The message on Hedwig's leg proves to be from Sirius, and reads simply "Tonight, same time, same place." When Sirius is nearly caught in the Gryffindor common-room fire by Umbridge, Hermione guesses that it was on Umbridge's order that Hedwig had been intercepted.
Hedwig and Pigwidgeon are then not seen again until the trip back to London on the Hogwarts Express. It is noted that Hedwig and Pigwidgeon are disturbed by Ron's outburst when he learns that Ginny is going out with Dean.
Hedwig, when we first see her, is sulking, either asleep or pretending. Harry knows that it is because she has been allowed so little time outside her cage in the past short while. When Harry pushes a couple of owl nuts through the cage bars to her, she ignores them. She remains unmoving while Harry, possibly in jest, shows her the places around the house at Privet Drive that hold memories for him.
Climbing into the sidecar of Sirius' flying motorcycle, Harry finds very little room for himself and even the few possessions he is taking with him. He ends up with his rucksack tucked uncomfortably under his feet, and Hedwig, in her cage, on his knees.
Trying to avoid the first strike of the Death Eaters, Hagrid turns the motorcycle so sharply that it turns upside down; Harry has to grab for Hedwig's cage and the rucksack, and watches his Firebolt fall to earth. Green flashes fly past, and Hedwig falls dead to the bottom of her cage. When the sidecar breaks free of the motorcycle, Harry manages to keep it in the air while Hagrid loops around to pick him up, but Harry can only take his rucksack. To disable one of the following Death Eaters, Harry destroys the sidecar, feeling a dreadful pang of regret for Hedwig as he does so.
As they wait for the Portkey to activate to take them to The Burrow from the house of Tonks' parents Ted and Andromeda, Hagrid asks Harry about Hedwig, and is shocked to hear that she has been killed.
In the Forest of Dean, Harry hears an owl hoot and is reminded of Hedwig.
Hedwig is exceptionally intelligent for an owl, being able to follow more complex instructions such as to "keep pecking them until they've written decent-length answers", and to carry deliberately misaddressed packages (e.g. a package addressed to "Snuffles" was carried to Sirius). She also fought to get away from Umbridge, despite being wounded, suggesting that she is capable of loyalty and other "human" emotions.
Hedwig is a snowy owl, very beautiful but easily seen and recognized. Snowy owls are not native to Britain and Hedwig was known to belong to Harry. Therefore, Harry could not use Hedwig to deliver messages when security and anonymity were required. Hedwig was easily offended and sulked when Harry used other owls for messages to Sirius.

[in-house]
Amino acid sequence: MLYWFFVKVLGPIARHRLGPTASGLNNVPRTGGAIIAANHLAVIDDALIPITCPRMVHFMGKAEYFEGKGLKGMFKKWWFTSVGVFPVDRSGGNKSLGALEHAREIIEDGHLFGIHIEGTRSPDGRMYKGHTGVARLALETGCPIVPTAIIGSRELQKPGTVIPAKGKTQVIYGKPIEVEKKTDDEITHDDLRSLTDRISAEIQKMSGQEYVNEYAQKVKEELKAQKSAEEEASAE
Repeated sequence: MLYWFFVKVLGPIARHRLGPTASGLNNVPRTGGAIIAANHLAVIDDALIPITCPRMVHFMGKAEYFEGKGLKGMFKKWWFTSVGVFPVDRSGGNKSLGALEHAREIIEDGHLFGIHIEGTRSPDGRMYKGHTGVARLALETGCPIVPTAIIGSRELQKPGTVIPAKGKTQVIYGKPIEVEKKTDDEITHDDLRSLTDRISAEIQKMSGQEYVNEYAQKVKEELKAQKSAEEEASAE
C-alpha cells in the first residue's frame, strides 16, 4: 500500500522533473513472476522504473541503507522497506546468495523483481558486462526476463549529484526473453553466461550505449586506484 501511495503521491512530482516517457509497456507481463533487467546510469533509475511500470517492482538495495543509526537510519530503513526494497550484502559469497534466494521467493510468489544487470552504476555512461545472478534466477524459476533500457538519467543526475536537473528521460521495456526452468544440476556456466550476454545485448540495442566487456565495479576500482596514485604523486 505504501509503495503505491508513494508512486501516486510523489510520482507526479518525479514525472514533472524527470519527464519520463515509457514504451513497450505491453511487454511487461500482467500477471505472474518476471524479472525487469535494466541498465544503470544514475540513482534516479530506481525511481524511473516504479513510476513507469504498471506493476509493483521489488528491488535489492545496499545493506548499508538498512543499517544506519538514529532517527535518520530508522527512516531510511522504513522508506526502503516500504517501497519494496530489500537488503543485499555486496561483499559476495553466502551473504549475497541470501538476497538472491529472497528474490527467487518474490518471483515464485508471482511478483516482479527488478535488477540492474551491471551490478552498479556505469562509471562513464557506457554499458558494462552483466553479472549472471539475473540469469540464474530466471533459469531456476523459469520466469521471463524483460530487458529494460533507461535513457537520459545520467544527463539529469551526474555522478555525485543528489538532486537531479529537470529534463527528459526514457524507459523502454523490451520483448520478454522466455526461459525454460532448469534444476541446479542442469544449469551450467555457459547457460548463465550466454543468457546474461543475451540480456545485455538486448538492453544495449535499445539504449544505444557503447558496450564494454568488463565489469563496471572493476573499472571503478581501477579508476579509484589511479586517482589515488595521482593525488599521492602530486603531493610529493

Hedwig was a headstrong and proud owl who displayed an exaggerated sense of propriety. Hedwig quite obviously disapproved of the undignified enthusiasm of Ron's owl Pigwidgeon.
Relationships with Other CharactersEdit
Hedwig is very loyal to Harry Potter. During Harry's summer breaks at the Dursleys', Hedwig is often Harry's only companion and link to the Wizarding World. For Harry's sake, particularly in the early years, Hedwig puts up with quite a bit of discomfort and deprivation through the summer months at Privet Drive.
When Harry had loaned Hedwig to others, Hedwig seemed to accept the situation easily. For instance, when he loaned her to Hermione so that she could pass the news of her becoming a Prefect to her family, Hedwig quite cheerfully rode her shoulder while the message was being prepared, then returned to Hermione until Hermione brought her back to Harry.
Hedwig seemed sympathetic to the plight of Errol, the Weasley family's geriatric owl, at one point allowing Errol to share her perch, water, and food, and on another occasion actually helping Errol carry a package to Harry. Towards the over-exuberant Pigwidgeon, however, she seemed to show much more disdain, and went to great lengths to demonstrate how a post owl ought to behave.
An uncanny amount of intelligence has been ascribed to owls in general in the Wizarding world. Implicit in their use as postal carriers is the suggestion that they can read and interpret written addresses, and given a name locate the corresponding wizard – in Hedwig's case, even if it is an alias. Owls are assigned an almost human level of understanding in fact, noticing that other owls may need help in fulfilling their missions, and with awareness that they are being rejected in favour of other letter-carriers, though perhaps without the ability to understand why.
It may be that Hedwig's apparent intelligence was considered a plot necessity by the author. It's certainly true that on several occasions, Harry feels rejected by everyone at Hogwarts, and Hedwig is the only companion he can turn to. Whether a less-intelligent pet would have provided the necessary solace is uncertain; it is obvious, however, that Hedwig's ability to be affronted and to react in somewhat sentient manner to Harry's requests does add drama and depth to their relationship.
J.K. Rowling, in interviews, has stated that snowy owls, unlike most other breeds, are diurnal and so would normally be sleeping at night, a thing she was not aware of when she decided Hedwig's breed. She has also described the death of Hedwig as the end of Harry's innocence. Hedwig died four days before Harry came of age at 17 years old.
Harry found the name "Hedwig" in his textbook A History of Magic. In Muggle history there is a Saint Hedwig, who was the Duchess of Silesia and was canonized in 1267. The Sisters of St. Hedwig was founded in 1859 and are dedicated to the education of orphaned and abandoned children, children not unlike Harry.